For many years now, the Career Technical Education Summer Internship program has helped San Francisco high school students hit the ground running with paid summer internships. The six-week program aims to help teens build their future careers goals in the fields of law, medicine, construction, or other industries.
The internship offers much more than the average teen summer job at a retail store or fast-food joint and is critical for many students, says Lynn Garcia, who helps run the summer internship program.
“We try to place them in real-life work experiences,” said Garcia. “They almost feel a little bit grown up.”
But the recession spares no program, and funds are quickly disappearing. Because numerous employers who have eagerly paid their interns’ salaries in past years can no longer afford to do so, the school district had to cough up $150,000 for the first time to save the program.
Without that funding, Garcia is positive that two-thirds of the 246 students in the program would not have been granted an internship.
But with a lack of funds and less companies bowing out of the program, the future of this program is unknown.
In the past, Kaiser Permanente offered 24 part-time positions and sponsored 20 others, but offered a meager ten positions this year. This includes the 5 additional slots Garcia was granted after writing a letter begging for more positions.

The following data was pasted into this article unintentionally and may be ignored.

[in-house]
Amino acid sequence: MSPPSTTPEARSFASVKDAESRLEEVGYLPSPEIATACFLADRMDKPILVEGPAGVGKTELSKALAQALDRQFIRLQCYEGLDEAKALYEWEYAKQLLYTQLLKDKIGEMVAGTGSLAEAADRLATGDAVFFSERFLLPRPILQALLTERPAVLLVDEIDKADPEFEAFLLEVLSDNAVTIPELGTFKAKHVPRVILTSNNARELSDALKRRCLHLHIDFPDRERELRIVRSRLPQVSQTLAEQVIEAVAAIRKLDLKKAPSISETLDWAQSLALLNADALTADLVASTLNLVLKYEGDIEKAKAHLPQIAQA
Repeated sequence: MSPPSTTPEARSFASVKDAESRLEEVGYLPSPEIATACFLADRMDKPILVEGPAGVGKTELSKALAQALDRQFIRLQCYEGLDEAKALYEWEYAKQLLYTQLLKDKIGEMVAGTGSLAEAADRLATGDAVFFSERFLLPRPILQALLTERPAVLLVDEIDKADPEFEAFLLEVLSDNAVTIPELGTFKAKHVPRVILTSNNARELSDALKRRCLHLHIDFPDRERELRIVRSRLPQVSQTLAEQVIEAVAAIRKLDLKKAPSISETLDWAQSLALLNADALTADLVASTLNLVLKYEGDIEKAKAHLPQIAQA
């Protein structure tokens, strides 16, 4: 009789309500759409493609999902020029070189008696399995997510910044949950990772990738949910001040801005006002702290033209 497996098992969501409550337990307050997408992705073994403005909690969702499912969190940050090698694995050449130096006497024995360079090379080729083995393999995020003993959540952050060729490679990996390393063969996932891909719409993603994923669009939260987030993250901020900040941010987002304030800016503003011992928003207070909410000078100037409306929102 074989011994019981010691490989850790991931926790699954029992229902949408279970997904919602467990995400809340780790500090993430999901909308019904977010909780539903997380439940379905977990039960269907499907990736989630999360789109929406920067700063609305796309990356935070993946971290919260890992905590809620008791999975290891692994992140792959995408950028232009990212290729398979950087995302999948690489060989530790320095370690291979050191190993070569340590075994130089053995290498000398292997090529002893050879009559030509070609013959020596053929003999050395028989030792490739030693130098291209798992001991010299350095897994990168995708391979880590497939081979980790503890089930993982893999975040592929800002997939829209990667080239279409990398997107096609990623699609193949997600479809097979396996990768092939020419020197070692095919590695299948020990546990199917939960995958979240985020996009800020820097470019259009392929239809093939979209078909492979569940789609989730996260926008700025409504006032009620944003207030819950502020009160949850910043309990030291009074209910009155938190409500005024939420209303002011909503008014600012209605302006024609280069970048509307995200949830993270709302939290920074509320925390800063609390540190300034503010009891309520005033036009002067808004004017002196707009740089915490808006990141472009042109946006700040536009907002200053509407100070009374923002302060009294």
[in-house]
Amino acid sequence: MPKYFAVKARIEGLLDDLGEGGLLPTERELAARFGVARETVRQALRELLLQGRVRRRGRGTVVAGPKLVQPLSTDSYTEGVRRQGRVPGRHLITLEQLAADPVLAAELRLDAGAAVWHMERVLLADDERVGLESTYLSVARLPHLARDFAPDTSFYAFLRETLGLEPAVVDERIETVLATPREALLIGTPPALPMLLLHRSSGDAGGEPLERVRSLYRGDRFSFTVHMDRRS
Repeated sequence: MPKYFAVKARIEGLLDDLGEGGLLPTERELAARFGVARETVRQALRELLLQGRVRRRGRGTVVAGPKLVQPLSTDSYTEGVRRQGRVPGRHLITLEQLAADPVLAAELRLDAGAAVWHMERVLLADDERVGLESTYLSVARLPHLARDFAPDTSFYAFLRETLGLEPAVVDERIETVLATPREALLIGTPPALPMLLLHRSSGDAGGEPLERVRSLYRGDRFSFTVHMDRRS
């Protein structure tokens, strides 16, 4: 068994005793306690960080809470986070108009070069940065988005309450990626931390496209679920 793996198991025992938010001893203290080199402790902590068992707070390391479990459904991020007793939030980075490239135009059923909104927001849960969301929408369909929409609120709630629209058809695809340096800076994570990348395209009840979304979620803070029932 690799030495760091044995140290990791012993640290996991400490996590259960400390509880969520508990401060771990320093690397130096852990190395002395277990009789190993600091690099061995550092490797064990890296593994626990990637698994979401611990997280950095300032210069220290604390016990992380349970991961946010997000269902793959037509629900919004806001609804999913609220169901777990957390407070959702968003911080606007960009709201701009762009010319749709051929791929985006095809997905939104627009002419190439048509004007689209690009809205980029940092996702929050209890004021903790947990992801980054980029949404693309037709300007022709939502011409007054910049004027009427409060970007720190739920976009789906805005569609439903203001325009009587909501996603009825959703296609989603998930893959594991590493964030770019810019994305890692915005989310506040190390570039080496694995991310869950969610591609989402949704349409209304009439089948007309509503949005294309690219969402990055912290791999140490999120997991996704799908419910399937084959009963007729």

Similarly, PG&E went from granting 20 internships in past years, to two positions this year.
A panicked Garcia is already looking for jobs for next summer, knowing the odds are against them.
This intern has indeed slaved away countless hours at dead-end retail jobs, and I know firsthand that such jobs hardly reward hard work or inspire future career goals. Internships, on the other hand, teach the value of dedication and determination, and motivate students to work hard toward their personal career goals.
This internship program is a great way to give kids real-life jobs and save them from the perils of retail or fast food, and I hope it’s still alive and kicking come next summer.
To learn more about the program, visit SF’s Unified School District website.